If your organization provides services as a product — whether you’re a technology firm, a software as a service provider, or any company providing managed services to clients — you should take advantage of a SOC 3 report.
Similar to a SOC 2 report, a SOC 3 report contains an assertion by management that your organization has maintained effective internal controls relevant to one or more of the five Trust Services Principles (security, availability, processing integrity, confidentiality, and privacy).
The difference? While a SOC 3 report covers the same subject matter as a SOC 2 report, it provides a condensed, limited description of a system rather than a detailed description. This limited disclosure means a SOC 3 report can be freely distributed to the public.
Why issue a SOC 3 report?
- There’s no additional work.
For service organizations already issuing a SOC 2 report, there are no additional audit procedures necessary by your service auditor.
- A SOC 3 report can be a vital marketing tool for your organization.
Your customers want to be assured you’re protecting their data and private information. By issuing a SOC 3 report, your clients can easily verify best practices are being followed to guard against security breaches, lost sales, and corrupted data.
- Previous limitations on issuing a SOC 3 report have been removed by the AICPA.
In its previous guidance, the American Institute of Certified Public Accountants (AICPA) suggested a service auditor would be precluded from issuing an unqualified opinion on a SOC 3 report if the following situations occurred:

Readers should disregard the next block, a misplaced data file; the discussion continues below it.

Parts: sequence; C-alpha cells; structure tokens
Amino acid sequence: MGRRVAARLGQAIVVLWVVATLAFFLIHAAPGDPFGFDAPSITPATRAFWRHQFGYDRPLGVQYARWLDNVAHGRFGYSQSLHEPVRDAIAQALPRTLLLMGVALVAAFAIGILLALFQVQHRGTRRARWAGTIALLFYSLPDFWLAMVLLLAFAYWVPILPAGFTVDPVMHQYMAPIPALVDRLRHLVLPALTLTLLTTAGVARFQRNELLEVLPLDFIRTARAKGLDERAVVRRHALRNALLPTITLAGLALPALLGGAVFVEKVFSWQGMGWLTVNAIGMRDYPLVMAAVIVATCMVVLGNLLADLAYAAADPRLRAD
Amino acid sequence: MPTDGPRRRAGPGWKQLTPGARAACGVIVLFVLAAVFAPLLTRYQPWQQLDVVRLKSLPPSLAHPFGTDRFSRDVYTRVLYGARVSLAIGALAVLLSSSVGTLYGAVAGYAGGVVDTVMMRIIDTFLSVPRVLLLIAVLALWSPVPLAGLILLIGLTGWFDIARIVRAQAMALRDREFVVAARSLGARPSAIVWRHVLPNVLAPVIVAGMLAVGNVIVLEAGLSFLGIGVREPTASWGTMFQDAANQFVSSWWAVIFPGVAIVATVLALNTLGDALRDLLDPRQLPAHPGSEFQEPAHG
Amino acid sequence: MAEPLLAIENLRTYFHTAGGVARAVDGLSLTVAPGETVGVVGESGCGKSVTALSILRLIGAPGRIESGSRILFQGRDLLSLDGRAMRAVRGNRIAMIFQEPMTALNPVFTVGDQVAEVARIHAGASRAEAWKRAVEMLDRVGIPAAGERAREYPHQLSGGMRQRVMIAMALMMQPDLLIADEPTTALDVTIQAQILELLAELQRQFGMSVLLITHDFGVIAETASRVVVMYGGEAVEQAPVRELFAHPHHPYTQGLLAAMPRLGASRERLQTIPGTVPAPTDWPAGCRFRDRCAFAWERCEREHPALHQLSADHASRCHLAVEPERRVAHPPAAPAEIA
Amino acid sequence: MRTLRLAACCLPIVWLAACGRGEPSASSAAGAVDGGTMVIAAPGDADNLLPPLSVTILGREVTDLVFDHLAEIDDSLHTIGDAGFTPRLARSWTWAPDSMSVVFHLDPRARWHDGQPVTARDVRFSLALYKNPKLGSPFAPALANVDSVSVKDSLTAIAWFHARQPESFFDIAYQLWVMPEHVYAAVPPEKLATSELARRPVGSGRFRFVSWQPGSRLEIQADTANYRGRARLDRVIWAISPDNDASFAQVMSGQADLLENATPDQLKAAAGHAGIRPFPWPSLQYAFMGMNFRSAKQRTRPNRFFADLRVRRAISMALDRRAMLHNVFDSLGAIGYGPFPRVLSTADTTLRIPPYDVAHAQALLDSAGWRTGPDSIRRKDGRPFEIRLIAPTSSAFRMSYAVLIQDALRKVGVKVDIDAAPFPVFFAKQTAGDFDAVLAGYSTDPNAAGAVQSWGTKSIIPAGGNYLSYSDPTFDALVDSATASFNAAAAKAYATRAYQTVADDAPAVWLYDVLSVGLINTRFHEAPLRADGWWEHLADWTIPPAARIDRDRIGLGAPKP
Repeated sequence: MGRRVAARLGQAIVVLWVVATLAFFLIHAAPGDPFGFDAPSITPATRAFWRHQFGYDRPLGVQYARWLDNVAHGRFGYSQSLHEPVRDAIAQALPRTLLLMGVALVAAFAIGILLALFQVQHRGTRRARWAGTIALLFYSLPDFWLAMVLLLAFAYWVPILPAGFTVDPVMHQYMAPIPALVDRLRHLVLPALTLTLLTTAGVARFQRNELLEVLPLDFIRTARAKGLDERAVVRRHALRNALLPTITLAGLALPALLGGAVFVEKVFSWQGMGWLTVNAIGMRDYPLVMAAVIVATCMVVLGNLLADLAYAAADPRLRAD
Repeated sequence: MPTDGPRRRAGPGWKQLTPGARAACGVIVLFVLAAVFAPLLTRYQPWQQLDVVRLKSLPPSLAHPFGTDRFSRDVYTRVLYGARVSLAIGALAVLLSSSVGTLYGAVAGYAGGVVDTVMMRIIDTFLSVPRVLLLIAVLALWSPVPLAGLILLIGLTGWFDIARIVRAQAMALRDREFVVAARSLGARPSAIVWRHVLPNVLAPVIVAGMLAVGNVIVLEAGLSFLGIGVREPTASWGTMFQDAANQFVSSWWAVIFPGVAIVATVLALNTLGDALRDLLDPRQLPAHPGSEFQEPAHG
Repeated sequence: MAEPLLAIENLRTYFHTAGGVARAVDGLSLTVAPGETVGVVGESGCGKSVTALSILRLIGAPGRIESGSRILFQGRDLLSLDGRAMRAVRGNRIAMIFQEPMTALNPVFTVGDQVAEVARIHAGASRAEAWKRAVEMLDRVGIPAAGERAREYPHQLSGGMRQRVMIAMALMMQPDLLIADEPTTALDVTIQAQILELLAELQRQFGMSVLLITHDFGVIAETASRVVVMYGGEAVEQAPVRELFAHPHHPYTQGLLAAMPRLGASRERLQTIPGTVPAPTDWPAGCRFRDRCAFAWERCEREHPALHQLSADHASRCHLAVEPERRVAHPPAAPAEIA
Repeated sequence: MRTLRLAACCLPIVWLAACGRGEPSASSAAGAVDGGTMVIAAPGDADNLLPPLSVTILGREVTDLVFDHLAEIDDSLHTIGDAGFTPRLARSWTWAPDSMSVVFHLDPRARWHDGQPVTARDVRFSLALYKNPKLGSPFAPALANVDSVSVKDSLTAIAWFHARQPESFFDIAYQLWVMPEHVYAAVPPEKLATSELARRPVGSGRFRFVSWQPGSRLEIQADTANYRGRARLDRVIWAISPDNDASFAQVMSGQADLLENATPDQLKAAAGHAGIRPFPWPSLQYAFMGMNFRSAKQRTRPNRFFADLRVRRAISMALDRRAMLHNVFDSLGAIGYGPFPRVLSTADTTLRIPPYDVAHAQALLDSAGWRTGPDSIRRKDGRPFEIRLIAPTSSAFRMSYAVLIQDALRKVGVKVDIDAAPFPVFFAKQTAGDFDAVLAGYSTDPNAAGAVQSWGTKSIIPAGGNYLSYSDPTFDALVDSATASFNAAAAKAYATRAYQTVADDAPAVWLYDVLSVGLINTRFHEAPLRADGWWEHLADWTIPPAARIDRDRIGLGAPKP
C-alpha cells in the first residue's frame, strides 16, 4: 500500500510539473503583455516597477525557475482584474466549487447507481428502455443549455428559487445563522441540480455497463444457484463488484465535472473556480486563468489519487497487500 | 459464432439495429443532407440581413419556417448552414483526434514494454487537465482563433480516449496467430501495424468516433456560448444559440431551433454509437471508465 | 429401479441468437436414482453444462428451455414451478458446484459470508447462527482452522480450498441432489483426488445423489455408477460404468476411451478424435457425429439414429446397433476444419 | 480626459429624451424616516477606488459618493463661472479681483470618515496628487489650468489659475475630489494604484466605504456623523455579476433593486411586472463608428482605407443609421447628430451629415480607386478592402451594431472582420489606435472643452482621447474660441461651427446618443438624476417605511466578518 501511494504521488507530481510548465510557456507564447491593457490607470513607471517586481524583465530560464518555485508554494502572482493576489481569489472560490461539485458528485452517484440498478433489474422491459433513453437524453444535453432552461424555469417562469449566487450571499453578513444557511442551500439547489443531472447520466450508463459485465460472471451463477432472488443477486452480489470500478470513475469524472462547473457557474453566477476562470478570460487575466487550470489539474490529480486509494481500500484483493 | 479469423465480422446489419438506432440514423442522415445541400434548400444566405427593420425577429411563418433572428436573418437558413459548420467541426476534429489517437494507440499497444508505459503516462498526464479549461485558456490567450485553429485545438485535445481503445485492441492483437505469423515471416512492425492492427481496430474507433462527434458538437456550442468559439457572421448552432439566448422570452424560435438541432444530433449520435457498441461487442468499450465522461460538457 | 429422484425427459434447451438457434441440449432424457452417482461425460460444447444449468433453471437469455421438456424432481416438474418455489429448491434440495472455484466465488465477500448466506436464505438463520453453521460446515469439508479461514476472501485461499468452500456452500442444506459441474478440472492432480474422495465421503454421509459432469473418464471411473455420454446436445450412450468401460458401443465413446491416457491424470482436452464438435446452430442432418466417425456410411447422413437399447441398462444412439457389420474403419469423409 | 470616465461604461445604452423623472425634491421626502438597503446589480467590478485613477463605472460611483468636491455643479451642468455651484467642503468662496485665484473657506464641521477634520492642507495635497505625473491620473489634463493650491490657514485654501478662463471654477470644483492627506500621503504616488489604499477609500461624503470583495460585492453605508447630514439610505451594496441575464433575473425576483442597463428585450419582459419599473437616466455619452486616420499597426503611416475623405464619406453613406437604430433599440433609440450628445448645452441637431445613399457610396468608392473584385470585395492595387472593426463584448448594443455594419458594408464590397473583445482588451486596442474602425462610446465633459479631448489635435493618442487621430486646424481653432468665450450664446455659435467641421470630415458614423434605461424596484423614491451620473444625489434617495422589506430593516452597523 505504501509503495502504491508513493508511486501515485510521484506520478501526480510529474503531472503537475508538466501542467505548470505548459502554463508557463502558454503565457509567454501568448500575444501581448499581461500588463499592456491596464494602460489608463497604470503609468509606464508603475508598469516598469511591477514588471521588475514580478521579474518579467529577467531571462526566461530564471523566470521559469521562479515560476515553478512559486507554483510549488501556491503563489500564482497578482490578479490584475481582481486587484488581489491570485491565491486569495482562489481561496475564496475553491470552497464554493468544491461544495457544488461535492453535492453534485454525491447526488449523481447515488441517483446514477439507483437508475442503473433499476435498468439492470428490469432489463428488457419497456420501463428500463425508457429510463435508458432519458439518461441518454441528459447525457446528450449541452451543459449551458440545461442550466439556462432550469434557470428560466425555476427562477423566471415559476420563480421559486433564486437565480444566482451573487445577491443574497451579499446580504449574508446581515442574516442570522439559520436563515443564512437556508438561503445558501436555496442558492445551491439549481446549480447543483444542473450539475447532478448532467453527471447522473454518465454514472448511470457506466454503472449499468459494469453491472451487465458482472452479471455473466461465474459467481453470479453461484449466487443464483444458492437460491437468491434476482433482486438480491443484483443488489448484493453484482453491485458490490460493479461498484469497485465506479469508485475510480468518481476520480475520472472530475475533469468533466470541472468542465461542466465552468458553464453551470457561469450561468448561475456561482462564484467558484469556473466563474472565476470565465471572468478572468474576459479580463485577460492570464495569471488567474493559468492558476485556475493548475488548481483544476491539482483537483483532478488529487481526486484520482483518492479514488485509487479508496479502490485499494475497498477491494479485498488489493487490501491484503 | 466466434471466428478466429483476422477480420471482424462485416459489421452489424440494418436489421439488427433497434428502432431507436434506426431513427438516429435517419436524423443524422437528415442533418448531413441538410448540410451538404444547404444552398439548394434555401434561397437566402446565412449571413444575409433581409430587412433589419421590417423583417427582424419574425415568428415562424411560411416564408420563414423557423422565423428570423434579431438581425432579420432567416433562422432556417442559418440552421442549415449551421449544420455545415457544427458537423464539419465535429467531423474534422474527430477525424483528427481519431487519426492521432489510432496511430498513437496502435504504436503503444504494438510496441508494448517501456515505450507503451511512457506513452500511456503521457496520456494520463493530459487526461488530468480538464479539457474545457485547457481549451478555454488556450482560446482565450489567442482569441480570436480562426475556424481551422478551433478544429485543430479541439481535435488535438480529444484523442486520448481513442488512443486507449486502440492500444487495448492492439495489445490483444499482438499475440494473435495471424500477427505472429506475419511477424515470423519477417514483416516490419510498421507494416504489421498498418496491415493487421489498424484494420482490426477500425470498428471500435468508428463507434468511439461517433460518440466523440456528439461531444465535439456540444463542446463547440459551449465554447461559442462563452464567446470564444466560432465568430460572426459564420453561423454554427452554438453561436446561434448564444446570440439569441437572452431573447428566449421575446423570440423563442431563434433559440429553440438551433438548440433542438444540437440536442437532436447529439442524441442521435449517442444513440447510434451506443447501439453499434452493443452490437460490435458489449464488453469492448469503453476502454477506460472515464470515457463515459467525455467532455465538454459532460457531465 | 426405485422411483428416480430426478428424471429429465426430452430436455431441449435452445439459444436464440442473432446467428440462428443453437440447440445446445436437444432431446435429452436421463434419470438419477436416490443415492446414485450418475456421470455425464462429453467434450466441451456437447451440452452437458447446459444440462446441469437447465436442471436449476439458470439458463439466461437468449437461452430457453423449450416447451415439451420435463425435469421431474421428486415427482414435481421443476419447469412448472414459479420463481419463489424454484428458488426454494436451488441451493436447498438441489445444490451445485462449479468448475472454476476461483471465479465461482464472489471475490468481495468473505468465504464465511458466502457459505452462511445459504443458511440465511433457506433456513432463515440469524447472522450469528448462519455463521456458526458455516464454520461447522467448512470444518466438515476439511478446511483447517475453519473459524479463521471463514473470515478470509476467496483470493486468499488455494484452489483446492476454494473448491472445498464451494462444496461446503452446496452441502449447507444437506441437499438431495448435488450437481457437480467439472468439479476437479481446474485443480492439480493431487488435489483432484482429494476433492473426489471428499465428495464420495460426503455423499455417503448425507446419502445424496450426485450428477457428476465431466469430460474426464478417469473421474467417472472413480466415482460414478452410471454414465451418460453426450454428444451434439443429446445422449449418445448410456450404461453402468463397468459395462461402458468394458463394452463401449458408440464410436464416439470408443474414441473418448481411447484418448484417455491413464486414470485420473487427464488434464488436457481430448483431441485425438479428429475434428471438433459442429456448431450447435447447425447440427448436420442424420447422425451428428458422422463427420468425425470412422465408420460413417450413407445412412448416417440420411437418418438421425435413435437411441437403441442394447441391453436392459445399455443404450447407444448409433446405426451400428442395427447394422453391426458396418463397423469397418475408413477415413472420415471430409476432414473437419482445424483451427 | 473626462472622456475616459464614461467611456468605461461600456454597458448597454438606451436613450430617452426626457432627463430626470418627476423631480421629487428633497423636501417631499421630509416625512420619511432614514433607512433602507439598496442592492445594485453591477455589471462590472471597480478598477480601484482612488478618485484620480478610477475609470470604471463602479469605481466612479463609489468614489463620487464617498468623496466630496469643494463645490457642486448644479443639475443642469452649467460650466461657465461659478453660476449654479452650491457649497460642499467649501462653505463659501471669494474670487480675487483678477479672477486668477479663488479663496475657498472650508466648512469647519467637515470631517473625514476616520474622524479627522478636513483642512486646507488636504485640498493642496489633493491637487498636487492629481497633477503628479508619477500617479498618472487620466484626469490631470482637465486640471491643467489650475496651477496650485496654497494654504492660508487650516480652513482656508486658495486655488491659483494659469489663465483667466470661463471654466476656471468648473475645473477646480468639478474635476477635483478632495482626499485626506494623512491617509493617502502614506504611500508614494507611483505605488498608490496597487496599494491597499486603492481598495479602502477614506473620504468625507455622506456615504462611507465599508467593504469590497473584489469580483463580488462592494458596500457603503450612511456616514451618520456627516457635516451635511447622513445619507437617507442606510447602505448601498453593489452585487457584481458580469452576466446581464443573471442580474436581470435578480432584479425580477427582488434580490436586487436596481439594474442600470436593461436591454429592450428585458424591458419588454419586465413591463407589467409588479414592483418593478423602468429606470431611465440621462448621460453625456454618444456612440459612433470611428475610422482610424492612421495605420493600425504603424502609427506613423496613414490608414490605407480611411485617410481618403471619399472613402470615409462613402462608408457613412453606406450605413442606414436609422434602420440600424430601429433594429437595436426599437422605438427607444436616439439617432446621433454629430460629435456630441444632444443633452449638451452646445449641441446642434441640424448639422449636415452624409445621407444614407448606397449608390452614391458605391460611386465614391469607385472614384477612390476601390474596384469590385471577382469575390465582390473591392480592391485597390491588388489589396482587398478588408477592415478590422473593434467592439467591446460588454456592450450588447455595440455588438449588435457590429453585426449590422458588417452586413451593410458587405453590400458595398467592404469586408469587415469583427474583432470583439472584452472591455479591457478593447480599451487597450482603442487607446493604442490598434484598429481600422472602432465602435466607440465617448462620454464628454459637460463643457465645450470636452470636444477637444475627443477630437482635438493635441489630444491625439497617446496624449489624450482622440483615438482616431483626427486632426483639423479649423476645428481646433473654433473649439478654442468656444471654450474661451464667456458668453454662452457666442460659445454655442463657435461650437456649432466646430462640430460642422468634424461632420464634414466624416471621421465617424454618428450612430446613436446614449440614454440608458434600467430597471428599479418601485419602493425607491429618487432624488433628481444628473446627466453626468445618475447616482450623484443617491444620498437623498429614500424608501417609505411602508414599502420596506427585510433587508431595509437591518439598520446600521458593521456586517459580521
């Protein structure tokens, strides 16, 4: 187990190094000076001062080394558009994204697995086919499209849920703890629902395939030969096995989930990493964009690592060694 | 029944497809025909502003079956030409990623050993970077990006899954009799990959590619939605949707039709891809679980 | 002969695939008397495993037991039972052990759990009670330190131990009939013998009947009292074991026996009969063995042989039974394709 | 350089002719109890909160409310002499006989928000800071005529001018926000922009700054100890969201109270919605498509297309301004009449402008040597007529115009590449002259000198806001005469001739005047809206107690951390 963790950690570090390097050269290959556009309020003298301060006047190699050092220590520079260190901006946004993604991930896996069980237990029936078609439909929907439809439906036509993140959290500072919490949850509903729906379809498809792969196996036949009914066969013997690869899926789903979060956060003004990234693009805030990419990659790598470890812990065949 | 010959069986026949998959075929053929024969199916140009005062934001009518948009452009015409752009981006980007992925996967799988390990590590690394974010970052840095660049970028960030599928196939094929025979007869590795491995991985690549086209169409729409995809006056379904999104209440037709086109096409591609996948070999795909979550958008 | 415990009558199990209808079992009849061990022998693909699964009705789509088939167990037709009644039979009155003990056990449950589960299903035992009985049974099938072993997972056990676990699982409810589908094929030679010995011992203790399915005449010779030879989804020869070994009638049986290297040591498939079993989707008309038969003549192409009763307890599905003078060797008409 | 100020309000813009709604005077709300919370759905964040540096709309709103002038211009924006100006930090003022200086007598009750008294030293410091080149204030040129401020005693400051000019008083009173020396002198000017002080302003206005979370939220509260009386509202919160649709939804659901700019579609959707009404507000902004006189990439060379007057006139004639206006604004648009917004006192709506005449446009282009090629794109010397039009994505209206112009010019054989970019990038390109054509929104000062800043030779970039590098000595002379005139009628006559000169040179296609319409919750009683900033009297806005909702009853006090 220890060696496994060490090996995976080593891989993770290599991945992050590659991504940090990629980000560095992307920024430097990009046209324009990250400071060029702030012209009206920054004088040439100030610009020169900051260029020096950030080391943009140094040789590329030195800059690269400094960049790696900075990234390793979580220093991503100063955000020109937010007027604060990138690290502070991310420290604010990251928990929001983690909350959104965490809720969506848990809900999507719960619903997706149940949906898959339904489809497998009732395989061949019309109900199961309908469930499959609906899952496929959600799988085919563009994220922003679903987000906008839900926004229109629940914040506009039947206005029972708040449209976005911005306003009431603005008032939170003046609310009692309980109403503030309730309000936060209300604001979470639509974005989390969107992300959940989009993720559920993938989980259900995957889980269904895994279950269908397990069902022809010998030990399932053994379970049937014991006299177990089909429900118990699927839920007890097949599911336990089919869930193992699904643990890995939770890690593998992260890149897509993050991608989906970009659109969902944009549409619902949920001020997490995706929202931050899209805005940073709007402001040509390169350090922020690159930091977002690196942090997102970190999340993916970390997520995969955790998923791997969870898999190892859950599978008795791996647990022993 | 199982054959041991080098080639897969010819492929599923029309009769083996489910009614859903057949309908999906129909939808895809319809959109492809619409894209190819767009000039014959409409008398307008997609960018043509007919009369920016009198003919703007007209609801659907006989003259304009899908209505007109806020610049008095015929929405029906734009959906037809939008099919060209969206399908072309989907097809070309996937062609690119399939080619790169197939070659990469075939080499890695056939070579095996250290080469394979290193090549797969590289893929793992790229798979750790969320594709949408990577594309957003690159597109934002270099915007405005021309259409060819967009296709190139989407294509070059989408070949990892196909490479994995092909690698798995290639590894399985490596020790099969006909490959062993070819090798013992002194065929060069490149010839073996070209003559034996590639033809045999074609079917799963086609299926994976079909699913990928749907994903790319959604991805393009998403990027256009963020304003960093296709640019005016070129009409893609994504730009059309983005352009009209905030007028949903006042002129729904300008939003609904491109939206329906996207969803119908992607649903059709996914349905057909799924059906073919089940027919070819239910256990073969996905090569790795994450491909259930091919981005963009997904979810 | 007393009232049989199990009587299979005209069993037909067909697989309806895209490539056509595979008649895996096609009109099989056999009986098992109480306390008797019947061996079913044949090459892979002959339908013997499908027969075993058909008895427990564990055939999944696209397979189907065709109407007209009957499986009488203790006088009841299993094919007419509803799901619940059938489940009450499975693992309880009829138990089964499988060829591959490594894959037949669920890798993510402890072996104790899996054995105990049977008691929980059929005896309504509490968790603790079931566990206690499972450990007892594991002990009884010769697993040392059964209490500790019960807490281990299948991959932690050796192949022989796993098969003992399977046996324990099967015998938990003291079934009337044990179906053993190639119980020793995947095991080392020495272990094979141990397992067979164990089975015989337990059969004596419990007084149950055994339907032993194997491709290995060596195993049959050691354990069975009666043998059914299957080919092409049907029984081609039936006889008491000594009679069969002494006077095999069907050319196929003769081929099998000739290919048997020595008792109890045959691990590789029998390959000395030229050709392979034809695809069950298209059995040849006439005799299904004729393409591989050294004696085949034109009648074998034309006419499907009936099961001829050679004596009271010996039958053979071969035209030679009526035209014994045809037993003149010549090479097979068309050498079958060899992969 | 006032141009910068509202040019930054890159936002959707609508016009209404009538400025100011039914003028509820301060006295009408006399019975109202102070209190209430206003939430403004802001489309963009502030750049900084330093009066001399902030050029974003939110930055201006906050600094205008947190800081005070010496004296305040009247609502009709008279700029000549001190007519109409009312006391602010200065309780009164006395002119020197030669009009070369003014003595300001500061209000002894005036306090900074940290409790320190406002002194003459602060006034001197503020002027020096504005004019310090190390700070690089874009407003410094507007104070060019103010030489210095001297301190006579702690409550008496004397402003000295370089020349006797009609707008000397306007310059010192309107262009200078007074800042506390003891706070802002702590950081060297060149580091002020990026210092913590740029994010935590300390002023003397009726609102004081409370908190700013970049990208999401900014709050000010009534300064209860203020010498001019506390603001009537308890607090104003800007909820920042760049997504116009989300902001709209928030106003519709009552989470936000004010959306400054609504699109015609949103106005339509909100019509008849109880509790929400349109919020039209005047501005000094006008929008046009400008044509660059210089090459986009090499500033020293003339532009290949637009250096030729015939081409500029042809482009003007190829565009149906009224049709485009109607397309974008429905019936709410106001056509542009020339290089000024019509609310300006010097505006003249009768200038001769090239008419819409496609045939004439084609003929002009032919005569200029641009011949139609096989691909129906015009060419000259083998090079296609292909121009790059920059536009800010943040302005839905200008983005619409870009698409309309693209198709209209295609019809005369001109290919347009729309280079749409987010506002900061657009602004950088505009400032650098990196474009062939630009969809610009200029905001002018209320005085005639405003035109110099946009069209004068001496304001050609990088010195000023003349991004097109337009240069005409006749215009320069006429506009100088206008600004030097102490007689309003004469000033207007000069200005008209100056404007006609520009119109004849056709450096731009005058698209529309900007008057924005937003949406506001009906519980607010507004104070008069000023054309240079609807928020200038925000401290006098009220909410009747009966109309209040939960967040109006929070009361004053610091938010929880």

- A service organization used the services of a subservice organization and employed the carve-out method when developing its description.
- Complementary user-entity controls were significant to achieving the applicable trust services principles.
Because of the nature of outsourcing, most service organizations would have encountered at least one of these situations when developing its SOC reporting. Accordingly, this effectively limited the ability of a service organization to issue a SOC 3 report including an unqualified opinion from its service auditor. With these limitations removed, more service organizations can now issue a SOC 3 report.
If you’re not issuing a SOC 3 report, take advantage of this opportunity, but remember to make the report easily accessible to your clients. Post it clearly on your website, and make it readily available to anyone who inquires. It can’t be used as a marketing tool if no one knows it exists.